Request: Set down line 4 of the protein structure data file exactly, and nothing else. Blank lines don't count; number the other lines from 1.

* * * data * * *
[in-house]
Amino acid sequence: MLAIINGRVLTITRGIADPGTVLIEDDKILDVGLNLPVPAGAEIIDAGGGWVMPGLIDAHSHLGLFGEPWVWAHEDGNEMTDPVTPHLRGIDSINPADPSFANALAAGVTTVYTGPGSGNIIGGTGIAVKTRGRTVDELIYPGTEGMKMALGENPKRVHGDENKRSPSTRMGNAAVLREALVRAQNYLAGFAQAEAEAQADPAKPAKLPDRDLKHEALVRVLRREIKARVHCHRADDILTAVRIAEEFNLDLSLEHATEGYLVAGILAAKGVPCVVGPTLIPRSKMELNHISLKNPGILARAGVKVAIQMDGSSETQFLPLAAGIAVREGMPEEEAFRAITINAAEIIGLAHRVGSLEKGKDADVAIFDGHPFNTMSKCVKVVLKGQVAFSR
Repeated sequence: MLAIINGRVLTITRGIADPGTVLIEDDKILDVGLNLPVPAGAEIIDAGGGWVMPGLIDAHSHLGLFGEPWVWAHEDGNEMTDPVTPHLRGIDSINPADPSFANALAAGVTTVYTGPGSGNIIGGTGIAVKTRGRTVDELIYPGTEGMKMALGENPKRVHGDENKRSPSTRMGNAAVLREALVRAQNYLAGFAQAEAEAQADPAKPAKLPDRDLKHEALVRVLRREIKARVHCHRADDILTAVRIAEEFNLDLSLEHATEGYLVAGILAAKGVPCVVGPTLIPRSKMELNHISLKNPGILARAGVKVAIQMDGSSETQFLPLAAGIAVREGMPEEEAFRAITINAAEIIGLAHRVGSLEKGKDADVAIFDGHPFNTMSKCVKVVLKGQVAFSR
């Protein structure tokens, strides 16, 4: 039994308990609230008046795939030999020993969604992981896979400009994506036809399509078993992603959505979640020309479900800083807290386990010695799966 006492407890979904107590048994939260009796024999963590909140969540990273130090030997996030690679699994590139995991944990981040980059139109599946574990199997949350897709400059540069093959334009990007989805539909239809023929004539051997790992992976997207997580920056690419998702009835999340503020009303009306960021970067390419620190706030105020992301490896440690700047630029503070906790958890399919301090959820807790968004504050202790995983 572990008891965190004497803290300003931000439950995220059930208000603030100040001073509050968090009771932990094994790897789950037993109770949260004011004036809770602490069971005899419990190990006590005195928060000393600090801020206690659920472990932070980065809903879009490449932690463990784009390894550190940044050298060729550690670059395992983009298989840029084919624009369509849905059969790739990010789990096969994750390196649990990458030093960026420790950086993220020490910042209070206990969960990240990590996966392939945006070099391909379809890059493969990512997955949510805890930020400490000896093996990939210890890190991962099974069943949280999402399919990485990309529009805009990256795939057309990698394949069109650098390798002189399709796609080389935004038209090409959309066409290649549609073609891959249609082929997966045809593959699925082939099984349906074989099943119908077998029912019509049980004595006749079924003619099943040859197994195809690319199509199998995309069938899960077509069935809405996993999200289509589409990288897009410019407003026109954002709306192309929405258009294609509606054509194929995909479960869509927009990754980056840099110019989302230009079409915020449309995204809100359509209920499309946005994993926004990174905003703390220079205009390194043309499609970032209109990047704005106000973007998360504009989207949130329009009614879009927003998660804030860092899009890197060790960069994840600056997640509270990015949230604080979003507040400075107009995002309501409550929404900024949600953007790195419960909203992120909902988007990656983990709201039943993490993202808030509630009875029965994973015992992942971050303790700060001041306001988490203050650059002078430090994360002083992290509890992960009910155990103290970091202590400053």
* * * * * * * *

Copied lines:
């Protein structure tokens, strides 16, 4: 039994308990609230008046795939030999020993969604992981896979400009994506036809399509078993992603959505979640020309479900800083807290386990010695799966 006492407890979904107590048994939260009796024999963590909140969540990273130090030997996030690679699994590139995991944990981040980059139109599946574990199997949350897709400059540069093959334009990007989805539909239809023929004539051997790992992976997207997580920056690419998702009835999340503020009303009306960021970067390419620190706030105020992301490896440690700047630029503070906790958890399919301090959820807790968004504050202790995983 572990008891965190004497803290300003931000439950995220059930208000603030100040001073509050968090009771932990094994790897789950037993109770949260004011004036809770602490069971005899419990190990006590005195928060000393600090801020206690659920472990932070980065809903879009490449932690463990784009390894550190940044050298060729550690670059395992983009298989840029084919624009369509849905059969790739990010789990096969994750390196649990990458030093960026420790950086993220020490910042209070206990969960990240990590996966392939945006070099391909379809890059493969990512997955949510805890930020400490000896093996990939210890890190991962099974069943949280999402399919990485990309529009805009990256795939057309990698394949069109650098390798002189399709796609080389935004038209090409959309066409290649549609073609891959249609082929997966045809593959699925082939099984349906074989099943119908077998029912019509049980004595006749079924003619099943040859197994195809690319199509199998995309069938899960077509069935809405996993999200289509589409990288897009410019407003026109954002709306192309929405258009294609509606054509194929995909479960869509927009990754980056840099110019989302230009079409915020449309995204809100359509209920499309946005994993926004990174905003703390220079205009390194043309499609970032209109990047704005106000973007998360504009989207949130329009009614879009927003998660804030860092899009890197060790960069994840600056997640509270990015949230604080979003507040400075107009995002309501409550929404900024949600953007790195419960909203992120909902988007990656983990709201039943993490993202808030509630009875029965994973015992992942971050303790700060001041306001988490203050650059002078430090994360002083992290509890992960009910155990103290970091202590400053």